Condition: one fold line; cropped to the edge of image, no platemarks visible; the print has become detached from the mount along bottom edge; a pressure mark is present along the edges of the mount from a mounted item which was placed above/below this item in a former collection

  • 34.0 x 44.8 cm (image and sheet)

    cropped (platemark)

    40.5 x 54.5 cm (mount)

  • Printed Title:

    S · QVINTINO [top centre, in a banner held at each end by a putto, top centre]

    Printed title:

    Gallorum strages die x Augusti. / Expugnatio Vrbis die XXVII · eiusdem. / M D LVII ·[top centre, in a banner]

    Dedication:

    [top left:] De Philippo Catholico Hisp. Angliæ etc. / Rege Inuictiss. Pijssimo et cet. / AD DIVVM LAVRENTIVM · / LVX tVa faVsta pIo, LaVrentI, hInC fert tIbI CLaras / PrIMItIas VICtor rIte PhILIppVs oVans / Augustus docuit quod et hic Augustus in armis, / Cæsaris inuicti est filius, acta probant. [and, top right:] De feliciss.a et gloriosiss.a Illmi et Exmi Philiberti / Sabaudiæ Ducis Victoria. / SoLIs In opposItV et LVnæ DVX Ipse Cohortes / HIC Vna beV VICtas GaLLe SabaVDVs agIt: / Quintini malo erat Quintili mense medendum / Ter nona Augusti hoc experimenta docent.

    Annotations:

    George III heading: Battle of S.t Quintin 10. August 1557. Other annotations: (Recto) [bottom right, partly erased, black pencil:] 1557. (Verso) [top, left of centre, on mount, red pencil:] 1/21; [top left, black pencil, erased:] I/24; [top right, black pencil, erased and very faint: S.Quintin?].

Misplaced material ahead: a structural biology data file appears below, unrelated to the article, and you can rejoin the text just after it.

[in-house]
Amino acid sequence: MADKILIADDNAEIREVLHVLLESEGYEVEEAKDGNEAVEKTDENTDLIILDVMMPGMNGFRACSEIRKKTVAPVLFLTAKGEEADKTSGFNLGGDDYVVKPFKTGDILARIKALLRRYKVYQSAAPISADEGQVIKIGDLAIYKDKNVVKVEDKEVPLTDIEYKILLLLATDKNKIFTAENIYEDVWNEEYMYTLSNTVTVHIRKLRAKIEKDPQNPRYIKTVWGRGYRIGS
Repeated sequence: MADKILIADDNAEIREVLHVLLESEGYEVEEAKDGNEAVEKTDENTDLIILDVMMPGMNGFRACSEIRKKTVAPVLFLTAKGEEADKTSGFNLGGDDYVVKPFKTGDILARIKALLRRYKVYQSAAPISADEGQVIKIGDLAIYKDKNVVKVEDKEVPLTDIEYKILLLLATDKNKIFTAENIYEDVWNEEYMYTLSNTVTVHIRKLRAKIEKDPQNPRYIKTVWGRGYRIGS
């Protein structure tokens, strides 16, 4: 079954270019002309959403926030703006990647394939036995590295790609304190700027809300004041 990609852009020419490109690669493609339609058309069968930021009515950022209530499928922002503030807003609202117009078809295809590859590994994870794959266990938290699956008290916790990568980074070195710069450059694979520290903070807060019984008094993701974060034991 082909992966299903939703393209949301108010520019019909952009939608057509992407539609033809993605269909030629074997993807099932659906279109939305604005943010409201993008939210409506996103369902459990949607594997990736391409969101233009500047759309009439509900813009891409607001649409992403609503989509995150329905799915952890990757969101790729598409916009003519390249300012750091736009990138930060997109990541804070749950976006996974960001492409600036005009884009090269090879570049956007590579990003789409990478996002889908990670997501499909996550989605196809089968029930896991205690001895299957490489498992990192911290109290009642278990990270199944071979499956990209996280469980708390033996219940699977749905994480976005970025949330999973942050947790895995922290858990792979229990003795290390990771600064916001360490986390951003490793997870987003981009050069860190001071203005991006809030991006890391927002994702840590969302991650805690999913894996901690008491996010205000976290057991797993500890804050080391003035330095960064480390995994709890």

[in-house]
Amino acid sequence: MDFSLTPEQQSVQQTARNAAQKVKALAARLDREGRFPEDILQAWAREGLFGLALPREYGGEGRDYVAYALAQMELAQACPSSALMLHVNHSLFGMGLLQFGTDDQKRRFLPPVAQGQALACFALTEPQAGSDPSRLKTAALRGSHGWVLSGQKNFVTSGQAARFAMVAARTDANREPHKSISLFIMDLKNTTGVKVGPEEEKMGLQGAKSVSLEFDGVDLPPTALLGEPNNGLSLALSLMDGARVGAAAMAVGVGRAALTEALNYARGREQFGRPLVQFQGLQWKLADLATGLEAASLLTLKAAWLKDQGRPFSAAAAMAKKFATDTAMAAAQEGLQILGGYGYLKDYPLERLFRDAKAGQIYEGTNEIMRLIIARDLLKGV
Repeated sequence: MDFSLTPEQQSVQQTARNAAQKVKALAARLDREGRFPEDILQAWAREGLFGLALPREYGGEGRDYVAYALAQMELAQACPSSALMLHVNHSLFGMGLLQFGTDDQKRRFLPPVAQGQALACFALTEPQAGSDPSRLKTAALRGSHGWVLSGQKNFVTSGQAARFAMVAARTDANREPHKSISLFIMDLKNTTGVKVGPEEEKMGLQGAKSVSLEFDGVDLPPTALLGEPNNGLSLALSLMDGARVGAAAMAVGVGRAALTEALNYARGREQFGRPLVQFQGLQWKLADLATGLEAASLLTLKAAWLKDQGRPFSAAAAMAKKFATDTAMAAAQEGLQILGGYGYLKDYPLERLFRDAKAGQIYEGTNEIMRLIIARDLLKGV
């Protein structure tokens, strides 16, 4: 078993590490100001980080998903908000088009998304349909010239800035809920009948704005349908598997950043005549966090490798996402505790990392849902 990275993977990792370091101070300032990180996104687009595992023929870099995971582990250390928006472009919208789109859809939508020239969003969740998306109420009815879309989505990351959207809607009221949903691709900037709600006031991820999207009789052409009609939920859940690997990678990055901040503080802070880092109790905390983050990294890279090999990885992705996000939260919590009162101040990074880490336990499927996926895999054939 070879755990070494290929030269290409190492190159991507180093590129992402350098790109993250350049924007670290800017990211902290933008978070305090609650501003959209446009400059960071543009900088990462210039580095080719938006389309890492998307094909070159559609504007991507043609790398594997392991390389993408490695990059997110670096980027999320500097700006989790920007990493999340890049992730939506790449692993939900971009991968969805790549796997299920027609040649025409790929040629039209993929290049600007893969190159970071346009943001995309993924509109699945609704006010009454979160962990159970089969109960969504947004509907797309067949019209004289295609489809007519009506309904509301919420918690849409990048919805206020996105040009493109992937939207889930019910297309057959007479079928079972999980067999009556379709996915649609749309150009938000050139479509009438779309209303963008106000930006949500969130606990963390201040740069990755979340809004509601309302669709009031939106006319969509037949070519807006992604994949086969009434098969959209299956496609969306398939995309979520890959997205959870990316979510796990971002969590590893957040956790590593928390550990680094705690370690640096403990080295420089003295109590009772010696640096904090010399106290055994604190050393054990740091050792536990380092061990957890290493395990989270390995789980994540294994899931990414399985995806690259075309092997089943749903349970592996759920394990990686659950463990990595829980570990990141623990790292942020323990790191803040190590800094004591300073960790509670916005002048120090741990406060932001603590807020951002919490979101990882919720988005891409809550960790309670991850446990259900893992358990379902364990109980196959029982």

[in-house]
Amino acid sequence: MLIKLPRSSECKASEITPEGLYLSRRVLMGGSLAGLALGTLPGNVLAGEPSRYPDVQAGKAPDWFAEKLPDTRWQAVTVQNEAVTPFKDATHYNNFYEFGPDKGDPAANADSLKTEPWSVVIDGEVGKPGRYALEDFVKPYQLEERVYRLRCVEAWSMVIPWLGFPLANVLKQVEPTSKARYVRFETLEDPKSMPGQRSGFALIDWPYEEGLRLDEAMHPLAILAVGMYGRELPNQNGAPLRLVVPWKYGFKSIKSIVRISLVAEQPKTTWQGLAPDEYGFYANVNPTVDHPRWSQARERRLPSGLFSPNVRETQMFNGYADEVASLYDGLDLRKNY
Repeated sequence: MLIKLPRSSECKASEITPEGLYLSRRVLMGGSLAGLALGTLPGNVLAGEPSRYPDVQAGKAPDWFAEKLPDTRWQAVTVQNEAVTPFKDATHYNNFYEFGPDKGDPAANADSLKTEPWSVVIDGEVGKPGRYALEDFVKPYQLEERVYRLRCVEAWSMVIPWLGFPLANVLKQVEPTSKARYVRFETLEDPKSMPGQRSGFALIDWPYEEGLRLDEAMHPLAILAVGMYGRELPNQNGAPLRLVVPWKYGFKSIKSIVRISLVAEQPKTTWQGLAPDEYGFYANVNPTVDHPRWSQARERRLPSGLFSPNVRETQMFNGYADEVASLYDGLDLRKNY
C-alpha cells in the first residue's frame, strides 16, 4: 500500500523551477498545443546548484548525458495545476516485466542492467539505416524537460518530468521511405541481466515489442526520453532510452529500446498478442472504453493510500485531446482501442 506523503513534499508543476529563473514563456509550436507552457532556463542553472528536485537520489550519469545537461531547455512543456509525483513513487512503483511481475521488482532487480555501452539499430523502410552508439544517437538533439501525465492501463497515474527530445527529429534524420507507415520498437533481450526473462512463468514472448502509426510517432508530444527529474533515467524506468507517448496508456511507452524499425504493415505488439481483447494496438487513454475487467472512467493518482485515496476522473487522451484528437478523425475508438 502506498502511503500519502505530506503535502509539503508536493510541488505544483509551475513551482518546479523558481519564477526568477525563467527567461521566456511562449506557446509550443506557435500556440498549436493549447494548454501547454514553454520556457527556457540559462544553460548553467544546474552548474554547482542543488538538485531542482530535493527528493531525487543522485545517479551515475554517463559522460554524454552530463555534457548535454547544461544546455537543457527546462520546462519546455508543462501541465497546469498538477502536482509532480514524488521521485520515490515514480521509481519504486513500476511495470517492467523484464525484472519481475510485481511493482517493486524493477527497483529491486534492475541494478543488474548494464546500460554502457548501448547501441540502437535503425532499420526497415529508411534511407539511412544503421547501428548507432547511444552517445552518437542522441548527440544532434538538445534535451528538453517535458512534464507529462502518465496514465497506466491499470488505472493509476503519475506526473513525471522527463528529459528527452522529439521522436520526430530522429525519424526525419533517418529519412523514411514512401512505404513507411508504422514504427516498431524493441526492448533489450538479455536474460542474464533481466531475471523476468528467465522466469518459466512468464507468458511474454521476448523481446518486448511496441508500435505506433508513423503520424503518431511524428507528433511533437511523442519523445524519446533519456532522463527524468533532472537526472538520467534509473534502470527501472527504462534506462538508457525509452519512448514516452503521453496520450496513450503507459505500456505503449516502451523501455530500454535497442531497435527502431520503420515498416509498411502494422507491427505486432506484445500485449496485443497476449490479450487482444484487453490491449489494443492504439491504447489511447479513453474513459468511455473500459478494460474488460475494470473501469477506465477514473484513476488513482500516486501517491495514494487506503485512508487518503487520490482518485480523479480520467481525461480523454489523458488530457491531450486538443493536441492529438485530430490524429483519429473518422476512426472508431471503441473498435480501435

George III catalogue entry:

    Quintin, S.t Representation of the Battle of S.t Quintin on the 10.th of August 1557.

  • From the collection of Cassiano dal Pozzo (1588-22 October 1657); inherited by his brother, Carlo Antonio dal Pozzo (1606-1689); sold by Carlo Antonio’s grandson to Clement XI, 1703; acquired by Cardinal Alessandro Albani by 1714, from whom purchased by George III in 1762

  • Subject(s)

    Saint-Quentin, Picardie, France (49°50ʹ56ʺN 03°17ʹ15ʺE)

  • Bibliographic reference(s)

    C. Gomart, ‘Siège et bataille de Saint-Quentin en 1557’, [Extrait des Archives du Nord], Valenciennes, 1850. [BL 9210.d.9.(4.).]

    F.B. Salvadori, Carte, piante e stampe storiche delle raccolte Lafreriane della Bibliotea nazionale di Firenze, Indici e Cataloghi Nuova Serie XI, Rome 1980, no. 146

    M. McDonald, The Print Collection of Cassiano dal Pozzo. Part II, Architecture, Topography and Military Maps, 3 vols, London 2019, cat. no.2656

    R.V. Tooley, ‘Maps in Italian atlases of the sixteenth century, being a comparative list of the Italian maps issued by Lafreri, Forlani, Duchetti, Bertelli and others, found in atlases’, Imago Mundi III, 1939, pp. 12-47, no. 506

    T. Campbell, ‘At the time of writing: a brief acount of chronograms’, The Map Collector 22, Tring 1983 pp. 48-49. This cites three works by James Hilton, published by Elliot Stock between 1882 and 1895: 1) Chronograms 5000 and more in number excerpted from various authors and collected at many places. 2) Chronograms continued and concluded. 3) Chronograms collected – more than 4000 in number. See also, the entry for ‘Chronogramme’ in Larousse Grand Dictionnaire Universel du XIXe siècle, Paris 1869